Down the home stretch they came, limping and shaken, stumbling across the finish line.

You had to wonder: Shouldn't someone just put this horse down?

Monday night's season-ending loss to the Lakers made it official. Essentially, the Jazz were history a month ago, when they started tilting like a windy poplar. The playoffs were the final gasp of a frustrating season, raising the usual off-season question of whether they should stand still or put this roster in the paper shredder.

Fact is, they probably don't have a choice.

With nine possible free agents, something is bound to change.

But gut them?

The Jazz shouldn't get too anxious to bulldoze the house. Two years ago, they made it to the Western Conference Finals, losing to eventual champion San Antonio. This year, it was essentially the same guys — with a lot of dings and dents along the way.

Next year isn't something a normal, healthy season couldn't fix.

The Jazz waited 11 years for the Stockton-Malone group to get to the NBA Finals. This group has only been together four. Add a piece here or there — most notably an interior defender — and they'll be good to go. Hardly perfect, but the devil you know is better than the devil you don't. The Jazz figured out how to rebuild after Stockton and Malone, they should be able to figure out how a versatile, enthusiastic team of two years ago can get back into contention.

While it's obvious the Jazz had problems this year, some of them weren't their fault. They didn't ask to play more than half the season without Carlos Boozer. Even so, he accounted for fewer than a third of the player-games missed. The team wasn't expecting their owner to pass away, either. It was a lot of emotional peaks and valleys.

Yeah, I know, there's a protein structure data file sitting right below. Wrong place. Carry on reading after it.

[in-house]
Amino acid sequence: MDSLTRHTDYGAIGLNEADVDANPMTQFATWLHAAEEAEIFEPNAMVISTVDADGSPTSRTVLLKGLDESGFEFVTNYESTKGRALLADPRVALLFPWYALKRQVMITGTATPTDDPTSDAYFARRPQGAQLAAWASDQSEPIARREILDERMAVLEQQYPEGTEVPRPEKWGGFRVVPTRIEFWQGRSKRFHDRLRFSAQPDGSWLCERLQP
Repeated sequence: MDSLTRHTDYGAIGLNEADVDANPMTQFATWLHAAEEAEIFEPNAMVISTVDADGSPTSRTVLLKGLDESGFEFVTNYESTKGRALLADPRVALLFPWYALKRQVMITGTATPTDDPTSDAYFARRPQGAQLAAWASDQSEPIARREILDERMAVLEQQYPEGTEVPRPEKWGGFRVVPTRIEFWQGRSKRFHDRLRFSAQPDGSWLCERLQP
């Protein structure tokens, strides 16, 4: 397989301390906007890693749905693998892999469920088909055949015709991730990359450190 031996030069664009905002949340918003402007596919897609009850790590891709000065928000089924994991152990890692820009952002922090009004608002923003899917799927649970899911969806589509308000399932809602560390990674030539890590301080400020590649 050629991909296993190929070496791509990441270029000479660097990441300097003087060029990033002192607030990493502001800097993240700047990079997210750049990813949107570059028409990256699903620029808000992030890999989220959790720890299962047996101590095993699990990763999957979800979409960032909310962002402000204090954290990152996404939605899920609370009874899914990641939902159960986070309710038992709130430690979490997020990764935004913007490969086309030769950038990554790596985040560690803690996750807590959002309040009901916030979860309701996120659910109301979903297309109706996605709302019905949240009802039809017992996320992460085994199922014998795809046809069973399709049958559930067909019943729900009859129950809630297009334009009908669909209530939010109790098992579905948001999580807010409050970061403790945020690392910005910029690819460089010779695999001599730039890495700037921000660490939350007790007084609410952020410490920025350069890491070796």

If it's change you want this summer, some is almost inevitable.

Nine potential free agents is a recipe for change. Still, one of the likeliest incentives for staying together is the one set forth by Ben Franklin, who emphatically declared that prices don't always have to go up. Boozer, Kyle Korver and Mehmet Okur, all of whom can opt out of their contracts this summer, could remain based solely on dollars.

Clearly, this year's team had issues. At the end, Andrei Kirilenko looks as happy as a prison guard. Remember, he was once an All-Star. Small wonder he thinks he's being under-utilized. But his status is more certain than almost anyone. That's because he has over $30 million coming in the next two years.

It's not like a lot of teams want to spend that kind of rake on a part-time player.

Deron Williams, the team's heart and soul, is locked up under contract. Okur seems to like Utah and Utah likes him. Outside shooting is always at a premium with the Jazz.

The most intriguing question is Boozer, he of the mysterious demeanor. Offensively, he played well during this year's playoffs, yet did so poorly in Game 5 on Monday that he was benched the entire fourth quarter.

But his status will largely be out of the Jazz's hands, if he opts out of his contract as he said he would last December.

The Jazz haven't entirely known what to do with him. Bench him in favor of Paul Millsap and you get nothing from Boozer off the bench. He said as much this year, when he emphatically stated he had no interest in subbing.

So much for taking one for the team.

If he goes, problem solved. If he does stay, there's the issue of finding money to sign restricted free agent Millsap. His wonderfully consistent play will drive up the cost of keeping him. It's a cost the Jazz should happily bear.

Certainly some things need to change. Millsap needs to be reassured he's more than a spot player. A multimillion dollar contract should help.

Kirilenko needs to know when to shoot from the perimeter (answer: rarely). Korver needs to defend better and get back to the shooting percentages he had in Philly. Boozer needs to convince Jazz fans — and maybe even himself — he's playing for the team, not himself.

"Absolutely, I would love to be in a Jazz uniform," said Boozer on Monday. "I feel like one of those cornerstone people that brought this team back to prominence, to the playoffs, and I'd love to continue to move forward and have a chance to win a championship in the future."

That chance isn't yet out of reach.

All it will take is for Kobe Bryant to get old and the Jazz to stay patient as they wait.